Stamina, uncertainty, and how to find your joy again

Stamina. I think that is my word for this season of life we are moving through at the moment, this season of uncertainty and challenge and change.

I’ve found myself saying ‘the most’ and ‘the longest’ quite frequently of late.

“This is the longest I’ve stayed in one place, the longest I haven’t traveled.”

“This is the longest I’ve gone without a hug or any form of physical touch.”

“This is the longest I’ve been in such physical isolation, the longest time I’ve trained + danced alone.”

“This is the longest piece of writing I’ve worked on, the most consecutive days I’ve written something.”

The longest, the most, the hardest, the strongest … life, it seems, is pushing the boundaries in every way.

It’s as if in this season of stamina, I’m being prepared for something I can’t quite yet see, and life is asking, ‘Just trust me.’ Maybe I’m not meant to see the whole path before I take the next step, maybe I’m building endurance for what is to come and that is enough.

My mind tries to tell me otherwise. My mind tries to grasp and seek to gather what it can, to hold on to the things it always felt were reliable, stable, something we could count on. But the more I cling, the more I feel things slipping through my fingers like sand until I reach a point of surrender.

We can’t predict the future anymore, not like we used to. But maybe that’s okay.

On uncertainty

I’ve been speaking with some friends this past week about the uncertainty. One friend made me laugh with her kind, direct words: “You do know why you can’t predict the future, right? It’s not your job to – none of us can. You can’t predict the future because it’s meant to be written every day, with the choices you make and where you choose to spend your time. We are writing the future as we go, and there’s a sense of freedom in that when you let go of the need to know how things work out. Besides, can you imagine how boring that would be? Sixty years of life that went exactly according to plan?”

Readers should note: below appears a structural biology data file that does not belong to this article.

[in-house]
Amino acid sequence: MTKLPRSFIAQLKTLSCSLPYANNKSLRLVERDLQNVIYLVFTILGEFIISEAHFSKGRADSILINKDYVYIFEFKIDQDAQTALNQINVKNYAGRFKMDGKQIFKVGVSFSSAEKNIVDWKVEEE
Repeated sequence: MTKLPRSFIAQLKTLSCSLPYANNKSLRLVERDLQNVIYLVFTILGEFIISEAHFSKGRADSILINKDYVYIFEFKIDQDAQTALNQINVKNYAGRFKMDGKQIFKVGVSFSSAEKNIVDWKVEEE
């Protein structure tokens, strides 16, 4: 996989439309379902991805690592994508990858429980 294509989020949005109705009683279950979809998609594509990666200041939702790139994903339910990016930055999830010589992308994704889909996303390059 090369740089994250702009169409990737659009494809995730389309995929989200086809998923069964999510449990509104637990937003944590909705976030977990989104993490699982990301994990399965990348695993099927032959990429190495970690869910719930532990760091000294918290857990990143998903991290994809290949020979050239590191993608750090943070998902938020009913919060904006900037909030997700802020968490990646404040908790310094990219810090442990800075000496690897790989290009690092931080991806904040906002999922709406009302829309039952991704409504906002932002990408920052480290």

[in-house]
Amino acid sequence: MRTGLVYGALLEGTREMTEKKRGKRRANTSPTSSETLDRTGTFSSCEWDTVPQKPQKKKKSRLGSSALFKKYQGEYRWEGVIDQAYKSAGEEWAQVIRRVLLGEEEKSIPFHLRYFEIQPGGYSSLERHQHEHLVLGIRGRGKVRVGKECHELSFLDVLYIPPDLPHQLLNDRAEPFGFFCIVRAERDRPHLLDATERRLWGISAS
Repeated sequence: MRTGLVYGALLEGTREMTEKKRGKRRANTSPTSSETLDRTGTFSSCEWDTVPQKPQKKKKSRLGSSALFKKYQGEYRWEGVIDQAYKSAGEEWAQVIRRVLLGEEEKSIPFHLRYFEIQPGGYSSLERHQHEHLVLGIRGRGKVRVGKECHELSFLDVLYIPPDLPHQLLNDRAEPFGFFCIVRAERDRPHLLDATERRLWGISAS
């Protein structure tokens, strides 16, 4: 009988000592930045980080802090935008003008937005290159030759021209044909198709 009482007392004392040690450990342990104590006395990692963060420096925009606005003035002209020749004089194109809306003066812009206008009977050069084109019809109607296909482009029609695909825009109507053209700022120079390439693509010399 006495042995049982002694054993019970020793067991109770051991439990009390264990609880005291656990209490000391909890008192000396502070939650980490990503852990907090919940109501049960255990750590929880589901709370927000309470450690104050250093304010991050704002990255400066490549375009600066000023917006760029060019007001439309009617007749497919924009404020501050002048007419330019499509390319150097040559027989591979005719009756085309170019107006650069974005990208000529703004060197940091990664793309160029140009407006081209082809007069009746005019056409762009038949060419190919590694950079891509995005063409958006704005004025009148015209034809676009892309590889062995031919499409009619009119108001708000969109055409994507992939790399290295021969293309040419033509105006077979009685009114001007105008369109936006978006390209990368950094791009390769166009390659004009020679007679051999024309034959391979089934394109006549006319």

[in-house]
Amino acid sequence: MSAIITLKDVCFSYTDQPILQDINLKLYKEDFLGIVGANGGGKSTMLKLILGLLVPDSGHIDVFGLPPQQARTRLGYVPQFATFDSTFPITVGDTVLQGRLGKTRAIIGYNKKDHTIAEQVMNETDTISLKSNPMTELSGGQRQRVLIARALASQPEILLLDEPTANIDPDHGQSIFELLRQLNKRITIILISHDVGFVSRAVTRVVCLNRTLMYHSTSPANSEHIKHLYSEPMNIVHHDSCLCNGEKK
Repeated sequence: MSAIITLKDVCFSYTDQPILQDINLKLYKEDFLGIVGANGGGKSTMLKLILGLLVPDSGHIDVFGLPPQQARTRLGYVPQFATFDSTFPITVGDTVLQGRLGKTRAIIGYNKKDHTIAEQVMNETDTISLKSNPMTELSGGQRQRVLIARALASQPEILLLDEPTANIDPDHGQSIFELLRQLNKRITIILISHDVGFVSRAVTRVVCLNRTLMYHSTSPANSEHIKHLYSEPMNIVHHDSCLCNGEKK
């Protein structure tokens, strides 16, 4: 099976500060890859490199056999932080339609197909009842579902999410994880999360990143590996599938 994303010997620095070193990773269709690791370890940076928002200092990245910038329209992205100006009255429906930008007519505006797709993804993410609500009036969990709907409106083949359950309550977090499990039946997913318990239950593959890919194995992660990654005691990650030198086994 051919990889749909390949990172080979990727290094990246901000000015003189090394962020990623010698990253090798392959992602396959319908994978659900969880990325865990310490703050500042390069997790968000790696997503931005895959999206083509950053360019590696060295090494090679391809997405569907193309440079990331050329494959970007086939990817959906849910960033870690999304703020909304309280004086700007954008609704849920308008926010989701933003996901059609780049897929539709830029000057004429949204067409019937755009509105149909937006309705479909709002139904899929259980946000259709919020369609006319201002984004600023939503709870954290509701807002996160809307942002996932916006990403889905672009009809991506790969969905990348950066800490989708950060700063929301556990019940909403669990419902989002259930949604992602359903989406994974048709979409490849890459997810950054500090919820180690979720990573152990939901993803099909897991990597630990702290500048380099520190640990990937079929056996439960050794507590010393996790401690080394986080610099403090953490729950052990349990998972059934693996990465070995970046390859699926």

Another, a newer friend told me, “I hope you know how capable of uncertainty you are.” She spoke of the beauty and joy we can find in the surprises of everyday life, a likening it to being surrounded by a host of fireflies.

There is a wonder in uncertainty – it can bring us back to that childlike state of awe if we let go of our worries long enough to truly be present with what is right in front of us.

Still, I can’t deny how uncomfortable uncertainty can be for many of us who are used to having a plan.

An analogy

There’s a piece of common knowledge among many people who meditate: often, when you sit, there is a moment when you reach a wall within yourself but your meditation isn’t finished yet. Maybe it’s two minutes before your alarm goes off, maybe it’s ten minutes into your hour-long sit. Whatever it is, the feeling is the same.

“Ah yes, this is when the work begins.”

When we reach this point, we each have a choice to make: do we go, or do we stay?

If you go, you’ll likely just reach the same point tomorrow. No harm done.

But if you stay, you may surprise yourself. You may find a new depth to your strength you didn’t know existed; you may experience a deeper feeling of peace than you ever knew before. You grow.

Building our stamina

It occurred to me the other night that we’ve collectively reached this point in our journey as we continue to move through this difficult time. We feel we’ve reached the end of our tether, and it’s damn uncomfortable, to be sure. There is no denying that.

So how do we move forwards?

Do we numb out or do we stay?

I can’t tell you what the right decision is for you – I can barely do that for myself. Some days, staying will be too much and so you will choose to numb out. You’ll binge watch Netflix, drink an extra glass of wine or stay up too late scrolling the internet. And that’s okay.

The choice comes when we wake up the next day, the next week, the next month, and find ourselves a little more lucid than we were the day before. What then? Do you lean into the discomfort? Do you stay?

This is where the work begins.

And we get to choose again every day.

If you liked this piece, you may enjoy my full-length collection, Kitchen Table Talks: Simple Reminders + Thoughts on Life. Inspired by the conversations we have around the kitchen table when we’re just figuring life out, this book is a space for you to breathe and come home to yourself. Find out more here.

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